Chelation – What is it?

In this series of contributor articles, Dr. NPK of Elite Garden Wholesale explains chelation in hydroponic systems.

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This article has been republished with permission from Elite Garden Wholesale. The original article can be found here.

The Chelation Relation: The Art of a Good Chelate

Hi Everyone! Dr. NPK here, at it yet again. Today’s blog topic is about chelation: a very chemistry-ish topic! Chelation is a very important chemical principle that is important in a variety of industries, including cleaners, water purification, and oil & gas. But, most importantly, chelation is important in growing cannabis.

The Definition of Chelation

Chelation (pronounced key-lay-shun) is defined as: “the process of chelating” … thanks for the useful definition, Merriam-Webster.

Anyway, the act of chelation is a type of bonding between a metal ion and a ligand (A ligand is a type of molecule that has an affinity for the metal ion). An analogy of this would be to imagine your significant other in a crowded room. If he/she was asked to give ONE person a hug in the room, hopefully they’d hug you. That’s how ligand/chelants work. These chelating agents have different affinities based on their size and ion type. For example, calcium has certain attractions to chelants that iron does not. The generic equation for a chelant is this: M + L = ML (M = metal, L = ligand). Once the ligand binds to the metal ion, it is usually chemically unfavorable for the ligand to separate from the metal. This means the reaction is not easily reversed. Once you make “ML”, it’s really hard to split them up. Imagine the chelating agent “biting” the metal and holding on.

The Chelation Connection to Cannabis

It’s cool that chelation is an important principle in a lot of industries, but how is it relevant to cannabis?

If you recall, I mentioned that chelation is important for metal ions. Macronutrients like potassium, sulfur, and nitrogen do not require chelation to be taken up by the plant. Cannabis plants need a variety of nutrients, many of which are metal ions. These include most of the micronutrients found in Elite Base Nutrient A, like iron (Fe), manganese (Mn), zinc (Zn), and copper (Cu).

Unfortunately, these highly charged species get “caught up” by other ions present in the tank or soil. The scientific term for this is “double displacement reaction.” These positively charged metals mentioned above react with the negative species found in your tank (such as sulfate, or phosphate), and create an insoluble metal mixture. An insoluble mixture is not taken up as easily by the plant, leading to a micronutrient deficiency!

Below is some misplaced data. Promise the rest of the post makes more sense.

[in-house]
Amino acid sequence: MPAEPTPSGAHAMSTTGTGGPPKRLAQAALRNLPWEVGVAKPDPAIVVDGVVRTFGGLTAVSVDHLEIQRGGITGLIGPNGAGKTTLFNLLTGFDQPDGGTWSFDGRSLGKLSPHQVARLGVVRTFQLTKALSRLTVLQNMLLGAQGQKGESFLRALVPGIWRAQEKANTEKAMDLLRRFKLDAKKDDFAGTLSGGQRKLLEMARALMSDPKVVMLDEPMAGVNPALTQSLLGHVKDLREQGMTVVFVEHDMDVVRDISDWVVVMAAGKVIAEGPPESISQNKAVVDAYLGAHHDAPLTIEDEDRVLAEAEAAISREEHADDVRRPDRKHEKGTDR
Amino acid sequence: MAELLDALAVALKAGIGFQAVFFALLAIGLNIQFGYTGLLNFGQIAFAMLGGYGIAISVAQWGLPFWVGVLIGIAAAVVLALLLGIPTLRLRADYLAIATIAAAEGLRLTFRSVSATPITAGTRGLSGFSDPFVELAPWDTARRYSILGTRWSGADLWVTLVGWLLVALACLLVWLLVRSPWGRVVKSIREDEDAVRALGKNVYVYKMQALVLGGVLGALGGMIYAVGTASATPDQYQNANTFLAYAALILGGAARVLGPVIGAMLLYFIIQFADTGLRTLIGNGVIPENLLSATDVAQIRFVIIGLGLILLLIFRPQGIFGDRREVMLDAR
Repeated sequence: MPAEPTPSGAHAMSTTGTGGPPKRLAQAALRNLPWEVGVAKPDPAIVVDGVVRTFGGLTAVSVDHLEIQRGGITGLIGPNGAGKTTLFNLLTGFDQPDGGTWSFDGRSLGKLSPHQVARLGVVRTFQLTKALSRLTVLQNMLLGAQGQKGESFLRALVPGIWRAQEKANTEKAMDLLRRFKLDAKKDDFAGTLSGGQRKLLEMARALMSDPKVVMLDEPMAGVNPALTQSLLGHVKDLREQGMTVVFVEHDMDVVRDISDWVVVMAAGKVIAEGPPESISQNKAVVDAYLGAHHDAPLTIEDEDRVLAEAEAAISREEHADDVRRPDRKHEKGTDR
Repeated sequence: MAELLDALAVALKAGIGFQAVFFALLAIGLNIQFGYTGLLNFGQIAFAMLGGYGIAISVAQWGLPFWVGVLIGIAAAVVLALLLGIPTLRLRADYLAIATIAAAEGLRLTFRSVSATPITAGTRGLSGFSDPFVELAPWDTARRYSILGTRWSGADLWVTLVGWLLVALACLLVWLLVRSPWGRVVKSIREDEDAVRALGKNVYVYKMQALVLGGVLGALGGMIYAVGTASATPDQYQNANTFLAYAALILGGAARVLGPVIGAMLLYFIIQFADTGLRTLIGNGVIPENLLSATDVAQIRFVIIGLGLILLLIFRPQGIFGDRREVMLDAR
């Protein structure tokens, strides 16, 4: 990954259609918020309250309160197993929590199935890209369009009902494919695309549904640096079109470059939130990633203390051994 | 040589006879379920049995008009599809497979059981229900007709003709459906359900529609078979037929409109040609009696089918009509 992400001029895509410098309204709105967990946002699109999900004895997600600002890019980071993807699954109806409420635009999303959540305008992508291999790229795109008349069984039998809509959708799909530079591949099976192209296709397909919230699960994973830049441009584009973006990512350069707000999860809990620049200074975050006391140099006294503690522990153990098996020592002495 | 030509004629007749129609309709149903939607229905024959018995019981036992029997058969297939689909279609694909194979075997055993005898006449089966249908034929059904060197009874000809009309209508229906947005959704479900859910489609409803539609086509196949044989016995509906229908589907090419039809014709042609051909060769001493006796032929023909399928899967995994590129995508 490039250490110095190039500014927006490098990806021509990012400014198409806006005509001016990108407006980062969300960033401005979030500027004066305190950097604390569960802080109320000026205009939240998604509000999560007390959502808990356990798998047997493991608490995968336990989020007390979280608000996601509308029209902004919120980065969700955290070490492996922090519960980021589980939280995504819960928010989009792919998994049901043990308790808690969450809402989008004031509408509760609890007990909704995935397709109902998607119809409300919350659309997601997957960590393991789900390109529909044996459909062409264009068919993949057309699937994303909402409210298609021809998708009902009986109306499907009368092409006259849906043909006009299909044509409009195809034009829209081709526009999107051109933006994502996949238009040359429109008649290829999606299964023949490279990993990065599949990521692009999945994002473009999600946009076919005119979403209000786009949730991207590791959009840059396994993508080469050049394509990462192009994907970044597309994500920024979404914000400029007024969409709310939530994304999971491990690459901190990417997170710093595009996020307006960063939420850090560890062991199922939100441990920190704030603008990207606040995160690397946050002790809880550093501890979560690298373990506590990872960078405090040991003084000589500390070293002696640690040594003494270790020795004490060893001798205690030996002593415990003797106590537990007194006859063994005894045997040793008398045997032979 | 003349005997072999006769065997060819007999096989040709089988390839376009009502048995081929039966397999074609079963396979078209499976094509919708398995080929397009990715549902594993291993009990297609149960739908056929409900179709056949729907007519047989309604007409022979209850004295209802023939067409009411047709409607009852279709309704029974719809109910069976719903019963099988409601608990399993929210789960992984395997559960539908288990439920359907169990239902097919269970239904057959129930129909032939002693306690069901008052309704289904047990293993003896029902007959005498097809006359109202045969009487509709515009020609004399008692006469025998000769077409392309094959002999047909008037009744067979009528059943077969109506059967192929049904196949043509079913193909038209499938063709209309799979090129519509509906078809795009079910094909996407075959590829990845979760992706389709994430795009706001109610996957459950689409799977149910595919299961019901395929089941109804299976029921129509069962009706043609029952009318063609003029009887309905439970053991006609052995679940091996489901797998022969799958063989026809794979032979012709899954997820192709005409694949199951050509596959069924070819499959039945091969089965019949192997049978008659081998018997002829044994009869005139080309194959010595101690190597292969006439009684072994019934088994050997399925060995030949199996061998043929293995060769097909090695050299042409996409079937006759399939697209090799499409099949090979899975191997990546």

In the case of iron, a heavily oxygenated environment causes the iron to be oxidized into rust (Ferric Oxide), making it water insoluble and unusable to plants. By using a chelated metal, you ensure that the chemical identity of a micronutrient stays the same (i.e., does not interact with the negative species found in your tank), ensuring that the micronutrient is delivered in plant-usable form.

EDTA: The Best Bodyguard of Them All

There are a variety of chelant chemistries available; but one stands head and shoulders among the rest. I am referring to EDTA (ethylenediaminetetraacetic acid). EDTA is an attractive chelating agent because it is cost effective and has broad-pH stability. When I say it’s pH-stable, that means that the chelated complex of the metal+chelant does not separate at a specified pH. EDTA is the chelant of choice in hydroponics for most applications; the one exception is really, really, hard water that’s slightly alkaline (pH >7.0). If your water is this hard (my condolences), consider adjusting the water’s pH prior hitting it with nutrients. If you are seeing a super red “blood-like” color in your nutrient mix, it is likely oxidized iron that is not plant-usable. Otherwise, if you are running your res at a normal pH range, EDTA should be good to go. There are some naysayers that say EDTA is harmful; I disagree with those people. EDTA is a common chelating agent in the pharmaceutical industry (Wax, P. J. Med. Toxicol. 2013, 9, 303–307) and its metabolism in chickens (Darwish, N. M.; Kratzer, J. Nutr. 1965, 86, 187–192) and cells (Kluner, T.; et al. Applied Microbiology and Biotechnology 1998, 49, 194–201) has been studied. I can buy a bottle of calcium EDTA from any grocery store, which feels pretty safe to me.

Closing Thoughts

Chelation is an important chemical principle in hydroponic growing. Fortunately, for most growers EDTA is the best solution for your chelated micros due to its availability and general stability. If your water is outside the normal pH range for EDTA, consider pre-treating your water with pH up/down to get to a normal range prior to treating with nutrients.

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  1. Want to learn more about subjects touched upon in this article? Check out our articles on subjects such as:
    1. Growers Network Glossary
    2. Oregon Consumer Protection
    3. Micronutrients: Part 1
    4. Micronutrients: Part 2
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About the Author

Dr. NPK has been in the chemical formulating business for over 9 years. With a Bachelors in chemistry from UCLA and a Ph.D. in chemistry from UC Irvine, he has always had a passion for chemical formulation. Over the past several years, his focus has narrowed towards the research and development of products that are optimized for cannabis. He assisted in the development of the Elite Nutrient line and takes great pride in the products he created and uses himself. He has made it his mission to cut through all the pseudoscience available on the web and to educate readers on the science behind growing top-shelf bud.